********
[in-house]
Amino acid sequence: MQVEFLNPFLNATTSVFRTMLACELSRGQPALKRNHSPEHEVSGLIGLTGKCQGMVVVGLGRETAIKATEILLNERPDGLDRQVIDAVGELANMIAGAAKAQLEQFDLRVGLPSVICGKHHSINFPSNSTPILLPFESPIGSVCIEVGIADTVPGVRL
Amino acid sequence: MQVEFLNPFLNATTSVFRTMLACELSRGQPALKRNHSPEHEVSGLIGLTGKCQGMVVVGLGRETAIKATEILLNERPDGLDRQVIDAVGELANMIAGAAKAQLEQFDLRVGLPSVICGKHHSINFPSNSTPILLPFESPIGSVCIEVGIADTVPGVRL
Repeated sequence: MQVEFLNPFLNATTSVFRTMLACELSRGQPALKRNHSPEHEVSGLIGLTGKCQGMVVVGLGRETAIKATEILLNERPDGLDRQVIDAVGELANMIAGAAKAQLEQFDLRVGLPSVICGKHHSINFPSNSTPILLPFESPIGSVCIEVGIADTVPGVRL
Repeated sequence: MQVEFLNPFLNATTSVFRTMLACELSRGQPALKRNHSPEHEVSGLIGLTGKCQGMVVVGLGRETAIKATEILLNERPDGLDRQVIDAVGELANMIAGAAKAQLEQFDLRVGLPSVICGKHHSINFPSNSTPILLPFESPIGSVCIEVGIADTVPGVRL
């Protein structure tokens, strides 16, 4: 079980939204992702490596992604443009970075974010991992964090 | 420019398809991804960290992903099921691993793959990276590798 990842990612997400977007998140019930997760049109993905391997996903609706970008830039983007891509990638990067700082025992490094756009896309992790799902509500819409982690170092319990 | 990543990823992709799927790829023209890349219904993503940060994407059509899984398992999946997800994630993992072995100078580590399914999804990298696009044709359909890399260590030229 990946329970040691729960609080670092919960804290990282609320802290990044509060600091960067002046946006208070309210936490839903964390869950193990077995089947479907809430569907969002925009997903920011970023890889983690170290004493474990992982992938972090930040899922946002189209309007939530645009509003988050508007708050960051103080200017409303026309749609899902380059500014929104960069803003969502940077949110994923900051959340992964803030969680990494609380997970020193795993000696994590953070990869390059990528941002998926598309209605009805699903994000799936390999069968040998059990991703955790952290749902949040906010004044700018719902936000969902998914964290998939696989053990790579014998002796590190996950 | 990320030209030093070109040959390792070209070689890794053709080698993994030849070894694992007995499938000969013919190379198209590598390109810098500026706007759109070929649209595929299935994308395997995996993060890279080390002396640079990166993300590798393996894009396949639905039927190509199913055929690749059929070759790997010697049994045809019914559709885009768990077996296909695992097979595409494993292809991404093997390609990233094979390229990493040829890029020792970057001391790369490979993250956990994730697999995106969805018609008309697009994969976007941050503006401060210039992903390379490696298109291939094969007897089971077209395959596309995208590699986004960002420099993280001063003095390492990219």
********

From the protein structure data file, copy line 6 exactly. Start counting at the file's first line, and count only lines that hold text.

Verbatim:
């Protein structure tokens, strides 16, 4: 079980939204992702490596992604443009970075974010991992964090 | 420019398809991804960290992903099921691993793959990276590798 990842990612997400977007998140019930997760049109993905391997996903609706970008830039983007891509990638990067700082025992490094756009896309992790799902509500819409982690170092319990 | 990543990823992709799927790829023209890349219904993503940060994407059509899984398992999946997800994630993992072995100078580590399914999804990298696009044709359909890399260590030229 990946329970040691729960609080670092919960804290990282609320802290990044509060600091960067002046946006208070309210936490839903964390869950193990077995089947479907809430569907969002925009997903920011970023890889983690170290004493474990992982992938972090930040899922946002189209309007939530645009509003988050508007708050960051103080200017409303026309749609899902380059500014929104960069803003969502940077949110994923900051959340992964803030969680990494609380997970020193795993000696994590953070990869390059990528941002998926598309209605009805699903994000799936390999069968040998059990991703955790952290749902949040906010004044700018719902936000969902998914964290998939696989053990790579014998002796590190996950 | 990320030209030093070109040959390792070209070689890794053709080698993994030849070894694992007995499938000969013919190379198209590598390109810098500026706007759109070929649209595929299935994308395997995996993060890279080390002396640079990166993300590798393996894009396949639905039927190509199913055929690749059929070759790997010697049994045809019914559709885009768990077996296909695992097979595409494993292809991404093997390609990233094979390229990493040829890029020792970057001391790369490979993250956990994730697999995106969805018609008309697009994969976007941050503006401060210039992903390379490696298109291939094969007897089971077209395959596309995208590699986004960002420099993280001063003095390492990219």